UNITED NATIONS - The chief U.N. investigator into human rights abuses in North Korea appealed to the U.N. Security Council on Thursday to refer the situation in the reclusive Asian state to the International Criminal Court for prosecution.
WASHINGTON - General Motors says that cars being recalled because of faulty ignition switches can be driven safely before repairs, based on more than 80 tests, but the automaker has not addressed a problem long known to potentially shut off the engine: a simple bump from a driver's knee.
CARACAS - Venezuelan students are marching barefoot, building crucifixes and planning to burn effigies of President Nicolas Maduro to try and breathe new life into their protest movement over Easter.
OKUMA, Japan - The manager of the Fukushima nuclear power plant admits to embarrassment that repeated efforts have failed to bring under control the problem of radioactive water, eight months after Japan's prime minister told the world the matter was resolved.
LONDON - The negative social, physical and mental health effects of childhood bullying are still evident nearly 40 years later, according to research by British psychiatrists.
April 17 - U.S. President Barack Obama says talks offer hope diplomacy can work in Ukraine, but he still awaits follow-through from Russia. Deborah Lutterbeck reports.
Coca-Cola’s controversial share award scheme takes a bad idea to a foolish extreme. Paying workers in their employer’s paper makes no sense. The share price has too little to do with corporate performance, and the work of any single employee has little effect on the share price. Commentary
Credit Suisse's private banking arm is pulling in more money. But an 11 percent year-on-year dip in quarterly investment banking revenue suggests the Swiss bank's other main engine isn’t motoring. Paring back further in fixed income would be one way to get things moving. Commentary
The vicious cycle of two years ago is turning virtuous – see Athens' return to the bond market last week. More can be done to maintain momentum, especially rooting out vested interests. As ever, the weak spot is politics. Commentary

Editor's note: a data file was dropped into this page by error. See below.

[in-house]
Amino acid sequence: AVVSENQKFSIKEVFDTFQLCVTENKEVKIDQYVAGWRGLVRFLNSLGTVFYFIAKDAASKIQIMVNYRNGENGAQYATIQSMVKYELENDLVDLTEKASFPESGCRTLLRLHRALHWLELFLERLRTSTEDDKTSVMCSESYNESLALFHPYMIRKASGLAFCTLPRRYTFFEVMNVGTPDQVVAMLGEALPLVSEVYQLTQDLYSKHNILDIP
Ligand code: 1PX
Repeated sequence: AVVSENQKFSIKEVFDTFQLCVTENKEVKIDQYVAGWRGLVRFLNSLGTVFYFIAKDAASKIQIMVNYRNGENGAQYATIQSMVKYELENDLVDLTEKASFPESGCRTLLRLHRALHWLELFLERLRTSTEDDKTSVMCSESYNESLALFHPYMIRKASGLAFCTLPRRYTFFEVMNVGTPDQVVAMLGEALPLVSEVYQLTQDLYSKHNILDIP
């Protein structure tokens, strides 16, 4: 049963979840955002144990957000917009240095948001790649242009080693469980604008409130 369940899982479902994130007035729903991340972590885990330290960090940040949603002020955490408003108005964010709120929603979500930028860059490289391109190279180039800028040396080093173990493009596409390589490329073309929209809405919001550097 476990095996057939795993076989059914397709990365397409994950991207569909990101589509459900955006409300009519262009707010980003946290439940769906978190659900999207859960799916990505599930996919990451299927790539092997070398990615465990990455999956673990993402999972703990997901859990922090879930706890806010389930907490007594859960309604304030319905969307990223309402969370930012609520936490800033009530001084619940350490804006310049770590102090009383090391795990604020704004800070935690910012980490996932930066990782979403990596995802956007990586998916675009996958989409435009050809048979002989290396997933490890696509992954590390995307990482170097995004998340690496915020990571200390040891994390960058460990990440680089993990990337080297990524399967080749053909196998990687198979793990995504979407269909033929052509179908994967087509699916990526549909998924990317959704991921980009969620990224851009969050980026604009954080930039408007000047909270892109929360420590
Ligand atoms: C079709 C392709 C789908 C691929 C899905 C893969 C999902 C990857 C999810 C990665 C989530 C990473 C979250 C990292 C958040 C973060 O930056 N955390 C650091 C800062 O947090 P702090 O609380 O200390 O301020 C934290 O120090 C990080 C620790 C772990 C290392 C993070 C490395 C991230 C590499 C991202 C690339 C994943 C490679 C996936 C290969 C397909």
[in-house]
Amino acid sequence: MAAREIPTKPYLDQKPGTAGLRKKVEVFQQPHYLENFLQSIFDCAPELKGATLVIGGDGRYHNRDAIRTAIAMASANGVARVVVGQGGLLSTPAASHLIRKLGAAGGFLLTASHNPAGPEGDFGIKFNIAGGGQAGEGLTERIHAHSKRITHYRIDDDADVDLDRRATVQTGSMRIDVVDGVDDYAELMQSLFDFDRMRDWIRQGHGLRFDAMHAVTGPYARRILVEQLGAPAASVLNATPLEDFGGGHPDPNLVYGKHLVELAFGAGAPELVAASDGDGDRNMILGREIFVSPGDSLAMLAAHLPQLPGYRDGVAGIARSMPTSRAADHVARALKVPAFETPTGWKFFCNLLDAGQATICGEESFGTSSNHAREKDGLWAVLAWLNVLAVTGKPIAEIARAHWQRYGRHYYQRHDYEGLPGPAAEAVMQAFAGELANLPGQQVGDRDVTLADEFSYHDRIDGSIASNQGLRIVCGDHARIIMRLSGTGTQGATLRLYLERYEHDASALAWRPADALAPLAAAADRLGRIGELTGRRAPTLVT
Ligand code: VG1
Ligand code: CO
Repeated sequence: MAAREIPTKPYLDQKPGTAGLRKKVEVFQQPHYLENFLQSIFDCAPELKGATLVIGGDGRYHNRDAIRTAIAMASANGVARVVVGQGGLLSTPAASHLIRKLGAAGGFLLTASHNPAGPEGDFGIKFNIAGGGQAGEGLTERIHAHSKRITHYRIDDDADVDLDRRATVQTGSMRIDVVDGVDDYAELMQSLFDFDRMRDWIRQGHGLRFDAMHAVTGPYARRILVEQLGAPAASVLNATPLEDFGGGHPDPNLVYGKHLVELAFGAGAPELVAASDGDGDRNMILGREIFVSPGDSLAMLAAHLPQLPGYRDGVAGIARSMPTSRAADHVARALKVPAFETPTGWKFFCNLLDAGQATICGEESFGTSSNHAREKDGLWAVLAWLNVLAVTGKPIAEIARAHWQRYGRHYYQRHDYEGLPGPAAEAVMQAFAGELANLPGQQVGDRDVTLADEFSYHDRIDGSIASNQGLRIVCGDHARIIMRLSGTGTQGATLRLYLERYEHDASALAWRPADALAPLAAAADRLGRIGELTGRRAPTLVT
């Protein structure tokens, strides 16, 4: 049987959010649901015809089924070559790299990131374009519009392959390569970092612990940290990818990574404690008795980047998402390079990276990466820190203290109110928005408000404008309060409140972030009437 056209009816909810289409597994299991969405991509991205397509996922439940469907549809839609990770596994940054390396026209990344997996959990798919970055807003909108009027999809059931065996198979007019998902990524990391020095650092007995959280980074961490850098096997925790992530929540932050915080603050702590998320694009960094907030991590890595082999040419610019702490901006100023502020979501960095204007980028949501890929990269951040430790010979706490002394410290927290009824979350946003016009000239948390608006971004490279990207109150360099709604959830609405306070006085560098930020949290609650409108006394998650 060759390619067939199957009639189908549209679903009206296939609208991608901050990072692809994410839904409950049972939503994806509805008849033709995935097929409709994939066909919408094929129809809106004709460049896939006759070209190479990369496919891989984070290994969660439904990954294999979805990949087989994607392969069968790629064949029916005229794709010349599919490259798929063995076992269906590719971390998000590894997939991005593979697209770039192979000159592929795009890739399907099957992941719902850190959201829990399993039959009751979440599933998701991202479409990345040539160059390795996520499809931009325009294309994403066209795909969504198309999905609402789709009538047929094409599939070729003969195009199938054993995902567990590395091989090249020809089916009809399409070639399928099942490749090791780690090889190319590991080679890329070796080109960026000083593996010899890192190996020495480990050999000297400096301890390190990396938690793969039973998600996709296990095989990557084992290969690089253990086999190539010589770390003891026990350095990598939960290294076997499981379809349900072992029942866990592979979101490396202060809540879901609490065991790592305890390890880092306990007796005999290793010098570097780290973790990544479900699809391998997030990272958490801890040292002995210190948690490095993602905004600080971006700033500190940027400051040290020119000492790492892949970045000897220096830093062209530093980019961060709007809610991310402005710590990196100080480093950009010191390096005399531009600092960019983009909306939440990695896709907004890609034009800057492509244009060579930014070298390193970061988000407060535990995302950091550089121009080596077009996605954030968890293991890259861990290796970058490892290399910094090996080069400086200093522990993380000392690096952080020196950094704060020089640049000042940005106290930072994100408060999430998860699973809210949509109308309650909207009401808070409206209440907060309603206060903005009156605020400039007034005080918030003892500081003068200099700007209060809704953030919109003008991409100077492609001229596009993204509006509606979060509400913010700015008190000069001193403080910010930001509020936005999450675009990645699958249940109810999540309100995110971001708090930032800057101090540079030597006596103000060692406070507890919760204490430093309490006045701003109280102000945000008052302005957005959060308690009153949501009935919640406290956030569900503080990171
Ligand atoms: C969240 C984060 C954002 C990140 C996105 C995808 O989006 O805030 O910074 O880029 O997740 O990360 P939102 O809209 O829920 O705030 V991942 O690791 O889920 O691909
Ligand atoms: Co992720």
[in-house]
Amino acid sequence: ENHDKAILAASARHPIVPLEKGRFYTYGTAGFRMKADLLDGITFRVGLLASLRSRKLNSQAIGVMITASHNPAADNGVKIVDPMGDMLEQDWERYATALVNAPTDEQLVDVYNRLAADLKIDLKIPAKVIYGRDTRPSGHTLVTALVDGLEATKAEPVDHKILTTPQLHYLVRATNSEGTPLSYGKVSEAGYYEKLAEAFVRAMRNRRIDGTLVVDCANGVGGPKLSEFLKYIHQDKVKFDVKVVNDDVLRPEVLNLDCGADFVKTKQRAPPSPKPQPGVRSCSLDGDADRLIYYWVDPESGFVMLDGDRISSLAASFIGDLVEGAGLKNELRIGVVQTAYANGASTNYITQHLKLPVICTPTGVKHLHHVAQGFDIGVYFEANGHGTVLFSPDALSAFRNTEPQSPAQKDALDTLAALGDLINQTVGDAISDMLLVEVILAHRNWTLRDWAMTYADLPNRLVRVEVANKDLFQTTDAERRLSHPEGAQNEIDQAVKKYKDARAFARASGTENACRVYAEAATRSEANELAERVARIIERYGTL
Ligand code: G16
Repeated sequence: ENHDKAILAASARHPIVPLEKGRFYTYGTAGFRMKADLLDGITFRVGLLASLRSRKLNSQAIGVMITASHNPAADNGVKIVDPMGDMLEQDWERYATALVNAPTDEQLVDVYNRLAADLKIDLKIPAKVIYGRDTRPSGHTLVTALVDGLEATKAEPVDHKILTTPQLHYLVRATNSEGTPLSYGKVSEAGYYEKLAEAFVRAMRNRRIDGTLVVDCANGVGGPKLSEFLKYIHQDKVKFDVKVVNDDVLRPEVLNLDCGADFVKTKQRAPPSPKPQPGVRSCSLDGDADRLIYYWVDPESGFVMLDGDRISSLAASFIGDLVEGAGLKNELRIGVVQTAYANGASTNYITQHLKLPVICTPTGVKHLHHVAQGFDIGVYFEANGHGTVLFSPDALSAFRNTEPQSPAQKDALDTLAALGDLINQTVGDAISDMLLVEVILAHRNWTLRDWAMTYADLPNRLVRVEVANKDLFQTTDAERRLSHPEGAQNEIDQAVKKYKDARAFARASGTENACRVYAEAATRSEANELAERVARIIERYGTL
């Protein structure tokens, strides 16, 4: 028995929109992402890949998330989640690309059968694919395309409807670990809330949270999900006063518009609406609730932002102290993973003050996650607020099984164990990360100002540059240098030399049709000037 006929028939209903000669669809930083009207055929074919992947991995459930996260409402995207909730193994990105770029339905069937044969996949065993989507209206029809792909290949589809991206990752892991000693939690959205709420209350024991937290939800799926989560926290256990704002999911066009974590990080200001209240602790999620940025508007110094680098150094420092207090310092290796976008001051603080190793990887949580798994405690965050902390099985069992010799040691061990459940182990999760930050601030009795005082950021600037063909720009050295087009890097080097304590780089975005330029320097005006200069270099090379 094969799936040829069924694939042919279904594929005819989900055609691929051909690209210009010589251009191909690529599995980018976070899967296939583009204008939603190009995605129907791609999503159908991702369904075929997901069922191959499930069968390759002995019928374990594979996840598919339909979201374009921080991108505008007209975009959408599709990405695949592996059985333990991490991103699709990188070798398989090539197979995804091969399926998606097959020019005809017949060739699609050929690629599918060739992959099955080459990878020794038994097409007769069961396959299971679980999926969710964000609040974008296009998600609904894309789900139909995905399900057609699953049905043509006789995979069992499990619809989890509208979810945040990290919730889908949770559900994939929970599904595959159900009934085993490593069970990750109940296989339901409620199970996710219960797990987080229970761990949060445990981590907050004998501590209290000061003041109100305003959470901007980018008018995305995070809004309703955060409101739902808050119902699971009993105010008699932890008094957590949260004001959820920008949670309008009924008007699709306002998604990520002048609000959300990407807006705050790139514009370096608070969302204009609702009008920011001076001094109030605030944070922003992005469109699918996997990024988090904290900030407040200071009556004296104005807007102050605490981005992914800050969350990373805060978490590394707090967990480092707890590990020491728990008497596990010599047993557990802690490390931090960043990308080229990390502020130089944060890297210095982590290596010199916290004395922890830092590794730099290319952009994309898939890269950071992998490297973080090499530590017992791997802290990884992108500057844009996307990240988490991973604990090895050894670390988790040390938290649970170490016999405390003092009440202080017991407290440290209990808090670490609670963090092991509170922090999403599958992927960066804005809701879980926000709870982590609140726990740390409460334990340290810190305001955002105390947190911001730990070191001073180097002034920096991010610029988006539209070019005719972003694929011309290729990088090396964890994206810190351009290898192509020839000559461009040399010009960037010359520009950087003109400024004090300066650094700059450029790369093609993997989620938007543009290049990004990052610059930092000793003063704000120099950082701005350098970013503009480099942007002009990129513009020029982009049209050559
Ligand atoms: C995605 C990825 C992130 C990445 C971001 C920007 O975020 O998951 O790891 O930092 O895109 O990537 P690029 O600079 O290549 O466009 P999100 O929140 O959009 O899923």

While the Americans were funding and fixing the world economy, the Europeans decided to belatedly address their under-regulated banking and financial sectors and reform their overly generous labour laws and welfare arrangements funded by high public borrowing they wrongly blamed for the Great Recession. Commentary
When the Saharan dust hit London earlier this month, just as with the smog of the 1950s and of Dickens’s day, the cloud of dust particles was dense enough that less sunlight made it through to ground level. While forecasts and public warnings for such events exist, the experience demonstrated that they need to be related more precisely to health impacts. Commentary
Stock market gains in the next few years are likely to be driven by very different companies than the leaders of the past five years. The bad news for investors is that these leadership rotations generally coincide with temporary market setbacks, since the old leaders tend to retreat faster than the laggards advance. Commentary
EU leaders blame Russia for the takeover of Ukrainian cities by separatists. But they’re wavering over imposing more sanctions. Breakingviews says this will only increase the final price to be paid. Video
BEIJING - Chinese President Xi Jinping plans to use a purge of senior officials suspected of corruption to put his own men and reform-minded bureaucrats into key positions across the Communist Party, the government and the military, sources say. Full Article